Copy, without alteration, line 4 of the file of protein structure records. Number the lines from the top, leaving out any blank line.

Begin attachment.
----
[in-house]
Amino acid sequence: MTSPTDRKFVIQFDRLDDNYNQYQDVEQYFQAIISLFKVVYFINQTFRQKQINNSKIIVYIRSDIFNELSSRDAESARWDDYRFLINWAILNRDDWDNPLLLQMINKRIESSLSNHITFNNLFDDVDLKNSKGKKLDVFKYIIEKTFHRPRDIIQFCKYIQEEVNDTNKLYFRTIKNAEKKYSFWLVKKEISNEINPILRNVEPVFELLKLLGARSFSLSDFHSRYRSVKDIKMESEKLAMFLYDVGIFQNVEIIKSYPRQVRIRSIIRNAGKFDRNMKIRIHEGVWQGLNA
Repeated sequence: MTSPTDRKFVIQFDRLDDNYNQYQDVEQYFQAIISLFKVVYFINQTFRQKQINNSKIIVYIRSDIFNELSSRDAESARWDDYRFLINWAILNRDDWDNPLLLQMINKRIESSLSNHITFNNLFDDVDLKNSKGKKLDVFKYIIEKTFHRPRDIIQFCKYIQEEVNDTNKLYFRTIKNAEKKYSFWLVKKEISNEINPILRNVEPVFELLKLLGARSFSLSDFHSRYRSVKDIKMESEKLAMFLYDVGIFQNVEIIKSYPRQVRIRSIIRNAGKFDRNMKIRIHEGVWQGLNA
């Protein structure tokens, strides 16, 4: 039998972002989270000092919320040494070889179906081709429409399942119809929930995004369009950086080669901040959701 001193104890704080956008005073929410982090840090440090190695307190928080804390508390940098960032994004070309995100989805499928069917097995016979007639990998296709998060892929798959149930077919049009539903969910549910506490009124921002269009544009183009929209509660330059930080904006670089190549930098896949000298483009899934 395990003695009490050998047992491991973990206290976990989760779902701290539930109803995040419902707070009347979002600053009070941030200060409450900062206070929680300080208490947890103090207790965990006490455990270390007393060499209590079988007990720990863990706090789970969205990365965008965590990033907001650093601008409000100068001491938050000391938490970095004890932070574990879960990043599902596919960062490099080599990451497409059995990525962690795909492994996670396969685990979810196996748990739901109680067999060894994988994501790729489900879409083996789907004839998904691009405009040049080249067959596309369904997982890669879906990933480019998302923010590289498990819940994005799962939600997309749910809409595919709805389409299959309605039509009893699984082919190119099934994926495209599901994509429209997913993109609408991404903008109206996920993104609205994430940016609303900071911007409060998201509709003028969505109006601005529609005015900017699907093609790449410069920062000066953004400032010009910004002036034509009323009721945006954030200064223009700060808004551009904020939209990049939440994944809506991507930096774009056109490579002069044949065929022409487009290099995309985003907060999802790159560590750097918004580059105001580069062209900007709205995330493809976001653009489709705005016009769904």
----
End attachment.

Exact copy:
């Protein structure tokens, strides 16, 4: 039998972002989270000092919320040494070889179906081709429409399942119809929930995004369009950086080669901040959701 001193104890704080956008005073929410982090840090440090190695307190928080804390508390940098960032994004070309995100989805499928069917097995016979007639990998296709998060892929798959149930077919049009539903969910549910506490009124921002269009544009183009929209509660330059930080904006670089190549930098896949000298483009899934 395990003695009490050998047992491991973990206290976990989760779902701290539930109803995040419902707070009347979002600053009070941030200060409450900062206070929680300080208490947890103090207790965990006490455990270390007393060499209590079988007990720990863990706090789970969205990365965008965590990033907001650093601008409000100068001491938050000391938490970095004890932070574990879960990043599902596919960062490099080599990451497409059995990525962690795909492994996670396969685990979810196996748990739901109680067999060894994988994501790729489900879409083996789907004839998904691009405009040049080249067959596309369904997982890669879906990933480019998302923010590289498990819940994005799962939600997309749910809409595919709805389409299959309605039509009893699984082919190119099934994926495209599901994509429209997913993109609408991404903008109206996920993104609205994430940016609303900071911007409060998201509709003028969505109006601005529609005015900017699907093609790449410069920062000066953004400032010009910004002036034509009323009721945006954030200064223009700060808004551009904020939209990049939440994944809506991507930096774009056109490579002069044949065929022409487009290099995309985003907060999802790159560590750097918004580059105001580069062209900007709205995330493809976001653009489709705005016009769904």